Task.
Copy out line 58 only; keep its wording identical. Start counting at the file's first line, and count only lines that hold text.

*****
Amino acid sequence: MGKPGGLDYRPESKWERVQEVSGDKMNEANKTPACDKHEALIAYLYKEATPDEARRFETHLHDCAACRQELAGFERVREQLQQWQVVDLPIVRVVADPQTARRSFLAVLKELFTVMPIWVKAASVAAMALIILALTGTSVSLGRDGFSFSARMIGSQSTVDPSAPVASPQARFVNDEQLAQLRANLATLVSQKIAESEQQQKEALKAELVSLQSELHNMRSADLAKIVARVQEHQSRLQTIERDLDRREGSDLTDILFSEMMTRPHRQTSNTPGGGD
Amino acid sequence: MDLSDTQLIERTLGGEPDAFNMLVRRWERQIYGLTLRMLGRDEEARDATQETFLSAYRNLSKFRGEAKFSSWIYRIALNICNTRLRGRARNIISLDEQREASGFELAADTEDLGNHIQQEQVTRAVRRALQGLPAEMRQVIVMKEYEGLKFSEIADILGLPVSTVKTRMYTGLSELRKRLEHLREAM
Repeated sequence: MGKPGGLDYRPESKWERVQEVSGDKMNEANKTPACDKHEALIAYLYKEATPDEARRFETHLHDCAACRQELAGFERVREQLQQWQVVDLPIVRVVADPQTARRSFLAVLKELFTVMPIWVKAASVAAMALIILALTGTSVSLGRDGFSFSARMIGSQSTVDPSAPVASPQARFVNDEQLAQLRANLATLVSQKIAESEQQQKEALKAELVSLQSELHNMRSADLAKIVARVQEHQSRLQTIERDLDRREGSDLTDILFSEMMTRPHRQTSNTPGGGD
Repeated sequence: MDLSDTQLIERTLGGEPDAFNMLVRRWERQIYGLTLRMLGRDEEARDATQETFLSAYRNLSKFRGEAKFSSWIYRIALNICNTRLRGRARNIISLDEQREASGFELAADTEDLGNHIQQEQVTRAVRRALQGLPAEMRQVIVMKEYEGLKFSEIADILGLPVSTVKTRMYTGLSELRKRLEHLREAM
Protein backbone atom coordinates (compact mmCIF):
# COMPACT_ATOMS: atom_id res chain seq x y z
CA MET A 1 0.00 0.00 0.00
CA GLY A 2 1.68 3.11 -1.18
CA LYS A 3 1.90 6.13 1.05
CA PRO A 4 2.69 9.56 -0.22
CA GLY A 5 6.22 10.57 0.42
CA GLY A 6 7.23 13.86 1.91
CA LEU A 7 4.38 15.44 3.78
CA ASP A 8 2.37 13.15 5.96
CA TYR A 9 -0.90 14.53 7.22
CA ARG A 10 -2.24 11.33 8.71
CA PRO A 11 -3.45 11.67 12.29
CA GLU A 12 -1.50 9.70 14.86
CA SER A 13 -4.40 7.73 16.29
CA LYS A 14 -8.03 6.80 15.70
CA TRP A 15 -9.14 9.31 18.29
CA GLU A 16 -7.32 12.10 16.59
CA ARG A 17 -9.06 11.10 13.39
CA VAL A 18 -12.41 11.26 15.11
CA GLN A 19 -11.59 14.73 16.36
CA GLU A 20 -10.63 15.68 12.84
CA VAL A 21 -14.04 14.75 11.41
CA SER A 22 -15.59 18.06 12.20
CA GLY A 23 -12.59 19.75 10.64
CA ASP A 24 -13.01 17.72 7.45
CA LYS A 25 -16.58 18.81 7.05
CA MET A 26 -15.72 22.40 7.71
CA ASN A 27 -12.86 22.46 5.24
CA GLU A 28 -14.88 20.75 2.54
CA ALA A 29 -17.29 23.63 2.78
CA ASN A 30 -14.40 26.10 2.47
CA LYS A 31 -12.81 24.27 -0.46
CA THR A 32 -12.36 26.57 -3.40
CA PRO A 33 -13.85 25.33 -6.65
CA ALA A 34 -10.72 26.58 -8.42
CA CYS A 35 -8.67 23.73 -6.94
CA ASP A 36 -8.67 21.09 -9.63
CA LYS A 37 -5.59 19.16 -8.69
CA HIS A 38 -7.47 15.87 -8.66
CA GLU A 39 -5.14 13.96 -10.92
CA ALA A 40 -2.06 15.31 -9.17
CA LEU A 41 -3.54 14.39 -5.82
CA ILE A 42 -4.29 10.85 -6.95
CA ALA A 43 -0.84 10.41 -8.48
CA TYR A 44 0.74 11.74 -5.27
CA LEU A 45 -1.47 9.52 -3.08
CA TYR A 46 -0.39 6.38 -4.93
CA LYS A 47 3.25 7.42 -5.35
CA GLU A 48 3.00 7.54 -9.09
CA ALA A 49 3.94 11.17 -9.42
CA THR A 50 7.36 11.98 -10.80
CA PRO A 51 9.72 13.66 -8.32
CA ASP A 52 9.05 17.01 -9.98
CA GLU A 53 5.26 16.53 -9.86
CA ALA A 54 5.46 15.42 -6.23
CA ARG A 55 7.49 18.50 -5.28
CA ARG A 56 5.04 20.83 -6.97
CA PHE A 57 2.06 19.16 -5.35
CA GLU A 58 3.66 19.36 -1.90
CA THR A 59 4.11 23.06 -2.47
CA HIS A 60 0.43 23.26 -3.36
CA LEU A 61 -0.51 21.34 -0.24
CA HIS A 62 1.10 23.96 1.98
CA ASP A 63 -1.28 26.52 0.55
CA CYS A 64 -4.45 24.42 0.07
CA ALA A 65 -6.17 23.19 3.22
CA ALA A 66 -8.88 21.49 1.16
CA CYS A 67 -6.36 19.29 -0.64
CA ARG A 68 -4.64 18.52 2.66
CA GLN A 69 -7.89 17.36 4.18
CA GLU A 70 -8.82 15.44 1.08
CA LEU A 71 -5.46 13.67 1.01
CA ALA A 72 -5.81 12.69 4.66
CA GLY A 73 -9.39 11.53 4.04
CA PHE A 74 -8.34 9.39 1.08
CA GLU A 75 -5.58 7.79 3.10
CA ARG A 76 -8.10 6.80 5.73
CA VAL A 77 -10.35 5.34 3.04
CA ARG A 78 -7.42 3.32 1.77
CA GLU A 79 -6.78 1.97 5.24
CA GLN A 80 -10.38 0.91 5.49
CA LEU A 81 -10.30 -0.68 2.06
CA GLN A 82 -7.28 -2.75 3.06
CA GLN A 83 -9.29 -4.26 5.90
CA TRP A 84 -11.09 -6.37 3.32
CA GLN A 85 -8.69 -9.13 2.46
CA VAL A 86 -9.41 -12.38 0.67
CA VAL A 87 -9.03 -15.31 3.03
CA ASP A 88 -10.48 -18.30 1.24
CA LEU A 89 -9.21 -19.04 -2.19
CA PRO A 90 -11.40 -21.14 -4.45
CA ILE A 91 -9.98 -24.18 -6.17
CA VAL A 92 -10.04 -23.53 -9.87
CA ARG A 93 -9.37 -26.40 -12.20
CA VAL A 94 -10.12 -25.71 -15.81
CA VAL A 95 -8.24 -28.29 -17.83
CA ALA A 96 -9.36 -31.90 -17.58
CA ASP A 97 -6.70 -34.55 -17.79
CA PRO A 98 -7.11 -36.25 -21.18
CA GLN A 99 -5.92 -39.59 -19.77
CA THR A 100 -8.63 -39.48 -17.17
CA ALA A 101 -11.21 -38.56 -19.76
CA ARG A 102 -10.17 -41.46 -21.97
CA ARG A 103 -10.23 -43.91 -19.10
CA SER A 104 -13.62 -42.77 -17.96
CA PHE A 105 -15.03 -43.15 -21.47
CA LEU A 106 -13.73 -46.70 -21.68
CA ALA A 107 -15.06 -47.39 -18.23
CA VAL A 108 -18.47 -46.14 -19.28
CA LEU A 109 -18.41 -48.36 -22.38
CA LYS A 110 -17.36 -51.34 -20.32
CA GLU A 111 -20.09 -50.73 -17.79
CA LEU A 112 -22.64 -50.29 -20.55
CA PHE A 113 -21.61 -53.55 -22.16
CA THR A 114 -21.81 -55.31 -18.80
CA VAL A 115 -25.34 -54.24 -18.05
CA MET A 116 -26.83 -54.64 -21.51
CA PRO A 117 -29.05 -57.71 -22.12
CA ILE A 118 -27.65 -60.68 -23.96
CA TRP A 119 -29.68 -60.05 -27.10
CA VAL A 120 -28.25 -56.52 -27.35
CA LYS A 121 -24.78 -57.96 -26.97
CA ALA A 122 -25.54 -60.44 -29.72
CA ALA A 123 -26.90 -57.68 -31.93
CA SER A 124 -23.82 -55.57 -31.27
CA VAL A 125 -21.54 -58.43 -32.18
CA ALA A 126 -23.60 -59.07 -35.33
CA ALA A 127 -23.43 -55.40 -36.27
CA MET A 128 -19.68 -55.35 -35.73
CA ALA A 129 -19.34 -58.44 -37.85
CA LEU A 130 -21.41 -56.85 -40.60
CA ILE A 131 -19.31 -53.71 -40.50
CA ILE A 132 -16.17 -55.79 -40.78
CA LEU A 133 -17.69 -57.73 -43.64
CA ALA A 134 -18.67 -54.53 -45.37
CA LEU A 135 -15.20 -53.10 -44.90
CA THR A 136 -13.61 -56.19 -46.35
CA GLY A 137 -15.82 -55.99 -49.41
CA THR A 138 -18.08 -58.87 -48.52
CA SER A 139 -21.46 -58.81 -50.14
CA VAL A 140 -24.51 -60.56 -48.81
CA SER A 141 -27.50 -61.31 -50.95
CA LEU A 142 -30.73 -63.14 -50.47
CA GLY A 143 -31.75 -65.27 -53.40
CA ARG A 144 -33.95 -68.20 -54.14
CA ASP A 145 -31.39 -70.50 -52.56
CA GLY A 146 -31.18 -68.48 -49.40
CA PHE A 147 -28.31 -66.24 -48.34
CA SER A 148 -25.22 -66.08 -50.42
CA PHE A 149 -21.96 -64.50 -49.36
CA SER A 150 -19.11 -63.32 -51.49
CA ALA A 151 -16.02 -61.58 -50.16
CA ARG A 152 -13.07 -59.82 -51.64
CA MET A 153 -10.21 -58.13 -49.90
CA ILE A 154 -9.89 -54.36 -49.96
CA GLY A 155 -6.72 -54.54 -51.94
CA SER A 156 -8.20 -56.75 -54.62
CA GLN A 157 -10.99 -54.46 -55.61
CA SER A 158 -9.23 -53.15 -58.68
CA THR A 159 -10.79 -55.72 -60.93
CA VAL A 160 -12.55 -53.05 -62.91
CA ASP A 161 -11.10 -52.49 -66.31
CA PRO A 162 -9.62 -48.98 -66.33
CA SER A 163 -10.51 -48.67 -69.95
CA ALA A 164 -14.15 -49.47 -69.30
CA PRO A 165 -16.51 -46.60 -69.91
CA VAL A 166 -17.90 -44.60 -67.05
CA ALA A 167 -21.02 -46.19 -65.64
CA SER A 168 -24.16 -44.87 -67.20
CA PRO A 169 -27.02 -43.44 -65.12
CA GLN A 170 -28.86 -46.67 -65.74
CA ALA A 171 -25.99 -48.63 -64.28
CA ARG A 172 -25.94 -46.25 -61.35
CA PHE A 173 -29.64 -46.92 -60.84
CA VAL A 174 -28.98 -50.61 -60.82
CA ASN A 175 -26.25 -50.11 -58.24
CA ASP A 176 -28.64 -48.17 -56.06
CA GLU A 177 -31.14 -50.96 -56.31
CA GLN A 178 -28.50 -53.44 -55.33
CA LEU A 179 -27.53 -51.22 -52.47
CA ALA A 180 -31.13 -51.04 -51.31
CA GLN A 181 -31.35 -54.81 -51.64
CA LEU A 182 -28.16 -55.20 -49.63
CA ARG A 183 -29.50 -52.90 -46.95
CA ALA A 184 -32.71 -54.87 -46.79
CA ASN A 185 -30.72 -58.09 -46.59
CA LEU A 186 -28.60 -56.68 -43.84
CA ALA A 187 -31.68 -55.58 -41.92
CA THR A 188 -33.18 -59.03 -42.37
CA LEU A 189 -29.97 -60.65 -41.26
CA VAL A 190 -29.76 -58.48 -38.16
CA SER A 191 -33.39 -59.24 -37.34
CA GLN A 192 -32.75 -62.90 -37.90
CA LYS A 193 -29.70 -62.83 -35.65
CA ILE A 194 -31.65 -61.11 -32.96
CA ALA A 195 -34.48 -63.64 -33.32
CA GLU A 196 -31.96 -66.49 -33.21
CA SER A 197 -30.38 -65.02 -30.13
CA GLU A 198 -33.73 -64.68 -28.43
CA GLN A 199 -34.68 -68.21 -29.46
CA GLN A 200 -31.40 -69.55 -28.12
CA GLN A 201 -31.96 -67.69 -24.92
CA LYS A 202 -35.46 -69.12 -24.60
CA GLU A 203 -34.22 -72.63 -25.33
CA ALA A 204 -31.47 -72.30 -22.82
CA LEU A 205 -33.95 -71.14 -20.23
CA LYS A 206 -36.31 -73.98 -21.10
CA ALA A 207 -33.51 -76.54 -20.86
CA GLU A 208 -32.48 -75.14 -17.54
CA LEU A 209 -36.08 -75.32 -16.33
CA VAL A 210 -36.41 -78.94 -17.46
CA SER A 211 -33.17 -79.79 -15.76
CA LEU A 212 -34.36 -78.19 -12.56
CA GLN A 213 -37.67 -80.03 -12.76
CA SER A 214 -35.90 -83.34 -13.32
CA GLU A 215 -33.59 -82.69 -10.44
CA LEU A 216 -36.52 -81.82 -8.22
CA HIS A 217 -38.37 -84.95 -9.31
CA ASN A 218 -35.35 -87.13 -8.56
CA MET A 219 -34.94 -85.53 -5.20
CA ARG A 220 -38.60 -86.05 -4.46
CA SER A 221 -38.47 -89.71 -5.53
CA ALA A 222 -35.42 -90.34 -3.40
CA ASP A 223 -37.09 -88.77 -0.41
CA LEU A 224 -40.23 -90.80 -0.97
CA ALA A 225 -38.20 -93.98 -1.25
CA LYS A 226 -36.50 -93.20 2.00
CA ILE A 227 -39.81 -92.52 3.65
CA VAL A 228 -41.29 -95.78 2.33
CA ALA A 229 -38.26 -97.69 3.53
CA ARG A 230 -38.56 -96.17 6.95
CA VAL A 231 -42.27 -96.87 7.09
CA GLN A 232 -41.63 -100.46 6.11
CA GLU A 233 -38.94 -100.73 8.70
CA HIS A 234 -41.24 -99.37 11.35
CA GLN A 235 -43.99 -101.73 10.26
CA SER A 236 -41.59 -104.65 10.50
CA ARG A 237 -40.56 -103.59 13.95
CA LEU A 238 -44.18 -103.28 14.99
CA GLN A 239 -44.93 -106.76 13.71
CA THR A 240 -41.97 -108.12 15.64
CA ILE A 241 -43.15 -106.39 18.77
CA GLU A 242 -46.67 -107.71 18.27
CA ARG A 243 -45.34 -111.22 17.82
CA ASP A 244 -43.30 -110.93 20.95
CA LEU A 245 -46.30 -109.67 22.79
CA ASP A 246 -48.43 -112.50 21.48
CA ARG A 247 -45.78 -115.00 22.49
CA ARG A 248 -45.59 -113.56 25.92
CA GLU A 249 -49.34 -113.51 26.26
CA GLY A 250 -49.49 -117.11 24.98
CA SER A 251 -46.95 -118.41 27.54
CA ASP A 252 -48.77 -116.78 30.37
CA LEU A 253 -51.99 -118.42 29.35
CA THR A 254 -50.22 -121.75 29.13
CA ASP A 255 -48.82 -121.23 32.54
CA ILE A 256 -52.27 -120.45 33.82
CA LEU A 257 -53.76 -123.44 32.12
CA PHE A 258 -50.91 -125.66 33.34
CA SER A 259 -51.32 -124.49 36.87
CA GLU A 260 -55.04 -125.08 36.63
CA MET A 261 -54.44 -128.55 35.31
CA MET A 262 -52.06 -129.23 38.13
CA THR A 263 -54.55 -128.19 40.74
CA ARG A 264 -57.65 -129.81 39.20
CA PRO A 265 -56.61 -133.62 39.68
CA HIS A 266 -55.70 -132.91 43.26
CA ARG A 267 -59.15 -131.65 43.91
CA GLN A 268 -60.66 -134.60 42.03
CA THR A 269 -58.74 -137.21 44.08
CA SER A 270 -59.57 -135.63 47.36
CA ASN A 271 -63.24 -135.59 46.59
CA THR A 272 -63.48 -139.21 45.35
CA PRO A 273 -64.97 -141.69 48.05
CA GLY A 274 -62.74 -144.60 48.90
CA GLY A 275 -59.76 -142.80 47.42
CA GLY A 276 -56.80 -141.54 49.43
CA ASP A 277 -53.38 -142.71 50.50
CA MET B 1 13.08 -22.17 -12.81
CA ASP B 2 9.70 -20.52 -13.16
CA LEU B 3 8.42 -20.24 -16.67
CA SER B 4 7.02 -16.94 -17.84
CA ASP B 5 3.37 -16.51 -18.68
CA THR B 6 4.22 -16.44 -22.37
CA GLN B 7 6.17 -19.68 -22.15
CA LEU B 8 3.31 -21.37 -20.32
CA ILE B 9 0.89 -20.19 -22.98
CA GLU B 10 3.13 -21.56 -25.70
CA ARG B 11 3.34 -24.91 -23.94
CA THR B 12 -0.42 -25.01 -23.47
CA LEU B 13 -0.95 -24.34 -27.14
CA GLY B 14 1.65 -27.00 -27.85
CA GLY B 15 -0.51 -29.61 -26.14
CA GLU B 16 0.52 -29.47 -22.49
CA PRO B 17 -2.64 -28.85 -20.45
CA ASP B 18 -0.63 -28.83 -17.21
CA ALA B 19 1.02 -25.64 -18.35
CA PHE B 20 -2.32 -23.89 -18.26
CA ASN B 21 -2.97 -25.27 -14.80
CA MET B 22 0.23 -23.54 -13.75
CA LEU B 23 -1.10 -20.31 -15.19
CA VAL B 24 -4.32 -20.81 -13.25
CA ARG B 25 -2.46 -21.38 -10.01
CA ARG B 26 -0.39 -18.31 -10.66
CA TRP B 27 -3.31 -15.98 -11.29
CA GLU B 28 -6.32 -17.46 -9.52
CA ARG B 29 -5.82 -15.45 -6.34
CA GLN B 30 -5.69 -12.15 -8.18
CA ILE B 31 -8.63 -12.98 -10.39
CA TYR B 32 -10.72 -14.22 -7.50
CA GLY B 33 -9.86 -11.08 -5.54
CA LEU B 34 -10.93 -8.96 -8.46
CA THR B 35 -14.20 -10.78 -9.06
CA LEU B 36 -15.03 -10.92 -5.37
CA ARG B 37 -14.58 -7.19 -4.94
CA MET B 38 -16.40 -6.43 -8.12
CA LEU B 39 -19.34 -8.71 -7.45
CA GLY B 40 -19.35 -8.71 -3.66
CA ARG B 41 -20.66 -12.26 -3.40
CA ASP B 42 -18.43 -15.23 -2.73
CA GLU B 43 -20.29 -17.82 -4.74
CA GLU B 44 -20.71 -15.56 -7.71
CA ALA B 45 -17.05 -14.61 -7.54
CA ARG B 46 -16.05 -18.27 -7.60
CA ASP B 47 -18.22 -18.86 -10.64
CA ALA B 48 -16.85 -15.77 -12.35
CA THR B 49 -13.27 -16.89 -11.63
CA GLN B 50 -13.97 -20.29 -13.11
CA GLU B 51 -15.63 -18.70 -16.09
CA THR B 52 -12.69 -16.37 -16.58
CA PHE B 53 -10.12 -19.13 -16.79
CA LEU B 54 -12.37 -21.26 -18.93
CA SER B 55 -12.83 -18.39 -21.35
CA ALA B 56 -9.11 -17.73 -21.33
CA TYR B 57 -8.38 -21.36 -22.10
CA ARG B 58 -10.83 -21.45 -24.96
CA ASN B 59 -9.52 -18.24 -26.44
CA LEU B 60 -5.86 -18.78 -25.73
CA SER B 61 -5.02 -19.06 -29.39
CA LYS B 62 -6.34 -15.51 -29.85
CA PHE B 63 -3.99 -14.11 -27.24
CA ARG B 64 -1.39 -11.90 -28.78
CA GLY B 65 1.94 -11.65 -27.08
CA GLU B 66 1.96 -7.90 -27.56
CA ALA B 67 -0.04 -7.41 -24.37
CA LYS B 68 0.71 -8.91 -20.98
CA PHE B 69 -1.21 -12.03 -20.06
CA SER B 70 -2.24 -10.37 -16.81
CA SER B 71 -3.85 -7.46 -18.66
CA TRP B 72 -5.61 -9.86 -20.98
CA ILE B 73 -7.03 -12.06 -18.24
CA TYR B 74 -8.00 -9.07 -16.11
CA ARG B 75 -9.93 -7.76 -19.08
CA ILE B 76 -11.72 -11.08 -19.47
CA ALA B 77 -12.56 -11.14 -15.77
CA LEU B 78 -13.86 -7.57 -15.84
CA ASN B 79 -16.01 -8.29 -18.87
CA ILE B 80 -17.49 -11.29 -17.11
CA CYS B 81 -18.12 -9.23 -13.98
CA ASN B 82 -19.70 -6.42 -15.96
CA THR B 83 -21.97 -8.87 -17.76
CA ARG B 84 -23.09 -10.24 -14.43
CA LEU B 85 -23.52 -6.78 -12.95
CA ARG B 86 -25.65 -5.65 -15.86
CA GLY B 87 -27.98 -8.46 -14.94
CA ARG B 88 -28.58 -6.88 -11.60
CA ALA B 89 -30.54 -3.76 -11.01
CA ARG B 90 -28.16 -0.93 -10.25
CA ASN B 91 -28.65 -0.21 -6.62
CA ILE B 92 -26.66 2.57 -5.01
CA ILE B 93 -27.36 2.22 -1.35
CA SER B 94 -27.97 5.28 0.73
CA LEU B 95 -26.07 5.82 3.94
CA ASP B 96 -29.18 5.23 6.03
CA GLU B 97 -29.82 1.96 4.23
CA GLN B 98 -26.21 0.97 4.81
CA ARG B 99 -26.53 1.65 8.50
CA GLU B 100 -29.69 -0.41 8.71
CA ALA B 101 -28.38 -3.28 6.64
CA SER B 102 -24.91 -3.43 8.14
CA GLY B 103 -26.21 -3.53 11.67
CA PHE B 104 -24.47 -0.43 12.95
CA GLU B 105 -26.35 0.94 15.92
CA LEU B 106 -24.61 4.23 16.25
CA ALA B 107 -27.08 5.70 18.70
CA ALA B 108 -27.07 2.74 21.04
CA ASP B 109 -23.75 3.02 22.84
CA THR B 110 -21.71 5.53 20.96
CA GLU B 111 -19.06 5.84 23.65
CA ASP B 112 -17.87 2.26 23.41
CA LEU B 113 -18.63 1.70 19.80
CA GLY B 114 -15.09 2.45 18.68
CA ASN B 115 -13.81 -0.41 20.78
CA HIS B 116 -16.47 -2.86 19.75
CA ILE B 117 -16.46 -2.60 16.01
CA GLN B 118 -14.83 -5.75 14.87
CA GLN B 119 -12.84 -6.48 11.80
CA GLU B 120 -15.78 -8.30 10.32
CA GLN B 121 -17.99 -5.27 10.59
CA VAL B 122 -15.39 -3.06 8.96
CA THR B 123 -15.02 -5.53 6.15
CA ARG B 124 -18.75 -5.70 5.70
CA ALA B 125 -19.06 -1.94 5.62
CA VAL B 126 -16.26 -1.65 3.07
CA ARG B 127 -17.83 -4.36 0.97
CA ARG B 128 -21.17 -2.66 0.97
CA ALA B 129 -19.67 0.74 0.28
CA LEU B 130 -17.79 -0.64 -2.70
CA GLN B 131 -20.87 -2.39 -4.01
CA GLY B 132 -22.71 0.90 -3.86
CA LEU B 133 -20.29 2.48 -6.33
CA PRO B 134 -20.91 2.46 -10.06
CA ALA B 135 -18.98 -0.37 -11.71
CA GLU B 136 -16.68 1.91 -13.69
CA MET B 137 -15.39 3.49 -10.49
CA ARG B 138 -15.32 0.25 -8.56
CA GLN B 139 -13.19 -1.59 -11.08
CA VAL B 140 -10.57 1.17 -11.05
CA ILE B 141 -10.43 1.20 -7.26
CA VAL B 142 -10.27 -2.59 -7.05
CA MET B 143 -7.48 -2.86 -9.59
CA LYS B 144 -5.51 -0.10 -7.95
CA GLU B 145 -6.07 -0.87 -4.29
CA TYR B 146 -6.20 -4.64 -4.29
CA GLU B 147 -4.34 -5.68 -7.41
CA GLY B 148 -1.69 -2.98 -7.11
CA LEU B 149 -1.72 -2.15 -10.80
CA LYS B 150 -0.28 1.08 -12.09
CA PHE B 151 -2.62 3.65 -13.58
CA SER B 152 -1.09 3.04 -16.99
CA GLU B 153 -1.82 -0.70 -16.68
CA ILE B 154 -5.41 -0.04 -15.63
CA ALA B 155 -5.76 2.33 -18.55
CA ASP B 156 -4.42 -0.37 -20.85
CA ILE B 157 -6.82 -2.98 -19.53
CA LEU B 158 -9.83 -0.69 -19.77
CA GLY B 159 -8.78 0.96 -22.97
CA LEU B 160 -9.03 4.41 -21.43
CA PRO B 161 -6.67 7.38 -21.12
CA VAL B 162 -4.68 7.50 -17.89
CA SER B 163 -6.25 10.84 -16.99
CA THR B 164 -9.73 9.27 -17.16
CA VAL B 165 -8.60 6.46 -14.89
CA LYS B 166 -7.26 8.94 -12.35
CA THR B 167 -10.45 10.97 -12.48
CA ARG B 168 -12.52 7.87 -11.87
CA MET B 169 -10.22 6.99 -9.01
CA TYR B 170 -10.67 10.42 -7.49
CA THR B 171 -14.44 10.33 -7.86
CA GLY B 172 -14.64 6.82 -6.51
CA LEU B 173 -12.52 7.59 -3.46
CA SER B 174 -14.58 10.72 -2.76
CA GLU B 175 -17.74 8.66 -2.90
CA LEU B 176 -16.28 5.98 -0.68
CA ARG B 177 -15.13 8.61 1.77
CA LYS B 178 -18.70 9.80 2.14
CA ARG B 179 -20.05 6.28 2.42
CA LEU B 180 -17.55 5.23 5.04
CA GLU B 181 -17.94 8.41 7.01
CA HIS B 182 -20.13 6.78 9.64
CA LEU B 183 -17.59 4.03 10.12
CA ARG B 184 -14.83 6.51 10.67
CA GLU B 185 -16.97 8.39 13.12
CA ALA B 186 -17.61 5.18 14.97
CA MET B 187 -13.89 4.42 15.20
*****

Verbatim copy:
CA ASP A 52 9.05 17.01 -9.98